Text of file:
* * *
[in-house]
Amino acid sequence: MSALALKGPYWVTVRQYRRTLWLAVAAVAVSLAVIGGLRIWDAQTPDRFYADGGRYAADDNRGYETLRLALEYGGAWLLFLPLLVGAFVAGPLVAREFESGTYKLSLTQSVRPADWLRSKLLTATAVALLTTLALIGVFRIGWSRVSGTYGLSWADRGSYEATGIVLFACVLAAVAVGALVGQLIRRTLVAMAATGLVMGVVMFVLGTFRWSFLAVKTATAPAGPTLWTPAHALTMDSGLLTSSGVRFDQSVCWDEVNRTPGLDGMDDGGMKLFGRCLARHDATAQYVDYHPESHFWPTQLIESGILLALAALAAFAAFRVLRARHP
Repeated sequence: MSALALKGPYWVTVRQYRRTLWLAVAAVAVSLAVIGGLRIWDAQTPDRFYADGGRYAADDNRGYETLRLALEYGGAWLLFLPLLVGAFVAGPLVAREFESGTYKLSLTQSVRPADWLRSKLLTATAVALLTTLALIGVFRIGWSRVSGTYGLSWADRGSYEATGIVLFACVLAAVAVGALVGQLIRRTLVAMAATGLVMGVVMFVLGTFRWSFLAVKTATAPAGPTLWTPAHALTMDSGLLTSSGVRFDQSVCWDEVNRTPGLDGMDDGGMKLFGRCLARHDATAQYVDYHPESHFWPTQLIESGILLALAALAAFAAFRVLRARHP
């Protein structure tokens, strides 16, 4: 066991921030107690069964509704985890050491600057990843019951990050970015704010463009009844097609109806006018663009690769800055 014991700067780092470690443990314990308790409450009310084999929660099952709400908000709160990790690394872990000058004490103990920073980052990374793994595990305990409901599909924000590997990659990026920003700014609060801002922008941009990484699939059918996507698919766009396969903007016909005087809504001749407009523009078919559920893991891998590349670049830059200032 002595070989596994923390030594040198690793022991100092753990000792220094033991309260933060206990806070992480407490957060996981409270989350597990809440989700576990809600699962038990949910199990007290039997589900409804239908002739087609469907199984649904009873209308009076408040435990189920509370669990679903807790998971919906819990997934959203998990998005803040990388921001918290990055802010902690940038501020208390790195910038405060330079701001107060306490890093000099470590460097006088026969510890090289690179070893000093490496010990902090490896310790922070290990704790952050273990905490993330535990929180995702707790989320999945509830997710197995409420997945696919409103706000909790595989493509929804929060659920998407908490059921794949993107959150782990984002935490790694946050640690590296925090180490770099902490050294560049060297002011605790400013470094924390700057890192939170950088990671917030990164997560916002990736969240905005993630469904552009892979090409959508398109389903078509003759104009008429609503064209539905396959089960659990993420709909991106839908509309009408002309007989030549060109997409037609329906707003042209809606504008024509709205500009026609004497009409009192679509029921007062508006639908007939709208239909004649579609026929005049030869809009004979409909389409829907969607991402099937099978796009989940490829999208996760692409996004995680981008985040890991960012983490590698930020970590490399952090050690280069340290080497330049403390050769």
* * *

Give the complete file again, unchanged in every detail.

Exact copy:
[in-house]
Amino acid sequence: MSALALKGPYWVTVRQYRRTLWLAVAAVAVSLAVIGGLRIWDAQTPDRFYADGGRYAADDNRGYETLRLALEYGGAWLLFLPLLVGAFVAGPLVAREFESGTYKLSLTQSVRPADWLRSKLLTATAVALLTTLALIGVFRIGWSRVSGTYGLSWADRGSYEATGIVLFACVLAAVAVGALVGQLIRRTLVAMAATGLVMGVVMFVLGTFRWSFLAVKTATAPAGPTLWTPAHALTMDSGLLTSSGVRFDQSVCWDEVNRTPGLDGMDDGGMKLFGRCLARHDATAQYVDYHPESHFWPTQLIESGILLALAALAAFAAFRVLRARHP
Repeated sequence: MSALALKGPYWVTVRQYRRTLWLAVAAVAVSLAVIGGLRIWDAQTPDRFYADGGRYAADDNRGYETLRLALEYGGAWLLFLPLLVGAFVAGPLVAREFESGTYKLSLTQSVRPADWLRSKLLTATAVALLTTLALIGVFRIGWSRVSGTYGLSWADRGSYEATGIVLFACVLAAVAVGALVGQLIRRTLVAMAATGLVMGVVMFVLGTFRWSFLAVKTATAPAGPTLWTPAHALTMDSGLLTSSGVRFDQSVCWDEVNRTPGLDGMDDGGMKLFGRCLARHDATAQYVDYHPESHFWPTQLIESGILLALAALAAFAAFRVLRARHP
């Protein structure tokens, strides 16, 4: 066991921030107690069964509704985890050491600057990843019951990050970015704010463009009844097609109806006018663009690769800055 014991700067780092470690443990314990308790409450009310084999929660099952709400908000709160990790690394872990000058004490103990920073980052990374793994595990305990409901599909924000590997990659990026920003700014609060801002922008941009990484699939059918996507698919766009396969903007016909005087809504001749407009523009078919559920893991891998590349670049830059200032 002595070989596994923390030594040198690793022991100092753990000792220094033991309260933060206990806070992480407490957060996981409270989350597990809440989700576990809600699962038990949910199990007290039997589900409804239908002739087609469907199984649904009873209308009076408040435990189920509370669990679903807790998971919906819990997934959203998990998005803040990388921001918290990055802010902690940038501020208390790195910038405060330079701001107060306490890093000099470590460097006088026969510890090289690179070893000093490496010990902090490896310790922070290990704790952050273990905490993330535990929180995702707790989320999945509830997710197995409420997945696919409103706000909790595989493509929804929060659920998407908490059921794949993107959150782990984002935490790694946050640690590296925090180490770099902490050294560049060297002011605790400013470094924390700057890192939170950088990671917030990164997560916002990736969240905005993630469904552009892979090409959508398109389903078509003759104009008429609503064209539905396959089960659990993420709909991106839908509309009408002309007989030549060109997409037609329906707003042209809606504008024509709205500009026609004497009409009192679509029921007062508006639908007939709208239909004649579609026929005049030869809009004979409909389409829907969607991402099937099978796009989940490829999208996760692409996004995680981008985040890991960012983490590698930020970590490399952090050690280069340290080497330049403390050769």